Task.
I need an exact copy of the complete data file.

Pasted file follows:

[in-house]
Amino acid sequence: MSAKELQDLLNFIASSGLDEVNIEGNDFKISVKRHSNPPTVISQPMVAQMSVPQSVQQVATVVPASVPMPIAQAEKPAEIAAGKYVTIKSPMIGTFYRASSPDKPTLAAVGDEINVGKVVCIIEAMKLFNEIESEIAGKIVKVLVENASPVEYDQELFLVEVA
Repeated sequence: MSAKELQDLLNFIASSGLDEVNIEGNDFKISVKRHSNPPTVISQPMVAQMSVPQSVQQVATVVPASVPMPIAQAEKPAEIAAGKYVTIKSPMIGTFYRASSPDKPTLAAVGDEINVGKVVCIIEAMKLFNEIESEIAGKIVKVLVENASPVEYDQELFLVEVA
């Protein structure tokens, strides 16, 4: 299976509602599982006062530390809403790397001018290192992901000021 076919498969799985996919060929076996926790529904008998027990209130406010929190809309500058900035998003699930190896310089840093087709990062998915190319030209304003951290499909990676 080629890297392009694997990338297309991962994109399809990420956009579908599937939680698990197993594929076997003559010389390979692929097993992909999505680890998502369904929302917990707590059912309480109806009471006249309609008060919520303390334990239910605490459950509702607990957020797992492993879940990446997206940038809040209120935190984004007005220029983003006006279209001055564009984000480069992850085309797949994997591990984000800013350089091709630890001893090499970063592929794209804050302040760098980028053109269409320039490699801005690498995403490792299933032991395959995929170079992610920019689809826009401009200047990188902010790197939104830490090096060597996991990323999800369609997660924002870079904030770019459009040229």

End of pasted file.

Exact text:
[in-house]
Amino acid sequence: MSAKELQDLLNFIASSGLDEVNIEGNDFKISVKRHSNPPTVISQPMVAQMSVPQSVQQVATVVPASVPMPIAQAEKPAEIAAGKYVTIKSPMIGTFYRASSPDKPTLAAVGDEINVGKVVCIIEAMKLFNEIESEIAGKIVKVLVENASPVEYDQELFLVEVA
Repeated sequence: MSAKELQDLLNFIASSGLDEVNIEGNDFKISVKRHSNPPTVISQPMVAQMSVPQSVQQVATVVPASVPMPIAQAEKPAEIAAGKYVTIKSPMIGTFYRASSPDKPTLAAVGDEINVGKVVCIIEAMKLFNEIESEIAGKIVKVLVENASPVEYDQELFLVEVA
């Protein structure tokens, strides 16, 4: 299976509602599982006062530390809403790397001018290192992901000021 076919498969799985996919060929076996926790529904008998027990209130406010929190809309500058900035998003699930190896310089840093087709990062998915190319030209304003951290499909990676 080629890297392009694997990338297309991962994109399809990420956009579908599937939680698990197993594929076997003559010389390979692929097993992909999505680890998502369904929302917990707590059912309480109806009471006249309609008060919520303390334990239910605490459950509702607990957020797992492993879940990446997206940038809040209120935190984004007005220029983003006006279209001055564009984000480069992850085309797949994997591990984000800013350089091709630890001893090499970063592929794209804050302040760098980028053109269409320039490699801005690498995403490792299933032991395959995929170079992610920019689809826009401009200047990188902010790197939104830490090096060597996991990323999800369609997660924002870079904030770019459009040229």